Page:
And before you say "He's only hurting himself", let me remind you that he was renting it out, and I'm selling this property. Other people are going to have to deal with the situation he created.

I'm a real estate contractor and agent. A lot of agents would call this finished garage a studio, "mother-in-law suite", "guest house" or something else that improved the desirability of the property. They would sell it to someone who might get themselves injured or killed because they themselves didn't know any better.

Yes, there are some stupid building codes. But the idea that building codes in general are a problem is asinine.
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Old 05-26-2011, 11:27 AM  
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Originally Posted by rivalarrival View Post
Yes, there are some stupid building codes. But the idea that building codes in general are a problem is asinine.
I think that the issue is that where the government is concerned it can take something that may be reasonable (such as a basic building standard) initially and basically put it on a diet of beurocratic steroids and make things into the trainwreck that you hear people fussing about. I am not necessarily against ALL types of regulation. BUT it seems that when it comes to government and regulations there is ABSOLUTELY NO SUCH THING AS REASONABLE MODERATION. Therefore, I would like to error on the side of smaller government. I would rather have not enought regulation than too much regulation if those were the two choices. I doubt we will ever see "perfect" levels of regulation.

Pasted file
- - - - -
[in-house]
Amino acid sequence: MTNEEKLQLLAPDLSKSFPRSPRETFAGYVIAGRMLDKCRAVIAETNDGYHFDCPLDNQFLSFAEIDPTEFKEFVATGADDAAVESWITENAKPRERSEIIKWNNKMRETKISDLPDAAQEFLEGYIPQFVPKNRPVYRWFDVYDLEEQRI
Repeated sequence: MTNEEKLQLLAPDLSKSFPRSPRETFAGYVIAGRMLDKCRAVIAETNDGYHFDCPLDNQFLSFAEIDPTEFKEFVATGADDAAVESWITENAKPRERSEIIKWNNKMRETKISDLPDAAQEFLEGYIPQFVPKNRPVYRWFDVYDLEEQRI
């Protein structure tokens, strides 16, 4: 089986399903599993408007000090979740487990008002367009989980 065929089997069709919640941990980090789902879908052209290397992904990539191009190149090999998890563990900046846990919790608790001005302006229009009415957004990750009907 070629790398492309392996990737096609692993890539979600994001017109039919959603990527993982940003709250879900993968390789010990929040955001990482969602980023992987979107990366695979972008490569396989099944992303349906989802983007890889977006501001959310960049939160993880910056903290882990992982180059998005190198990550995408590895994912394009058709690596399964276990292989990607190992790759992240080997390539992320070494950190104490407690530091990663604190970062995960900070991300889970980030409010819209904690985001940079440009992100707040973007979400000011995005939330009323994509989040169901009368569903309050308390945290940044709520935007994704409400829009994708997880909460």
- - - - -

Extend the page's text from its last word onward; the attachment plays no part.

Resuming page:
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Old 05-26-2011, 12:15 PM  
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Originally Posted by rivalarrival View Post
Yes, there are some stupid building codes. But the idea that building codes in general are a problem is asinine.
a great example
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Old 05-26-2011, 12:42 PM  
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We are merely citing symptoms of government control of the populace. Probably not a conspiracy but the media is a willing programmer of minds. One can make the case for the good of any law, but what freedom does it trample? Balance would be nice but is unachievable as can be seen in the diversity of posts in this thread.

Consider the argument for NPR, my congressman said some 30 million in rural areas depend on it for the news. Not so, as most rural areas are served by major media outlets. But suppose it was so, what did it cost to serve that 30 million? From the Washington post:

"The Corporation for Public Broadcasting is the largest funder for public radio stations and gets about $400 million a year from the government. About $90 million goes to radio stations."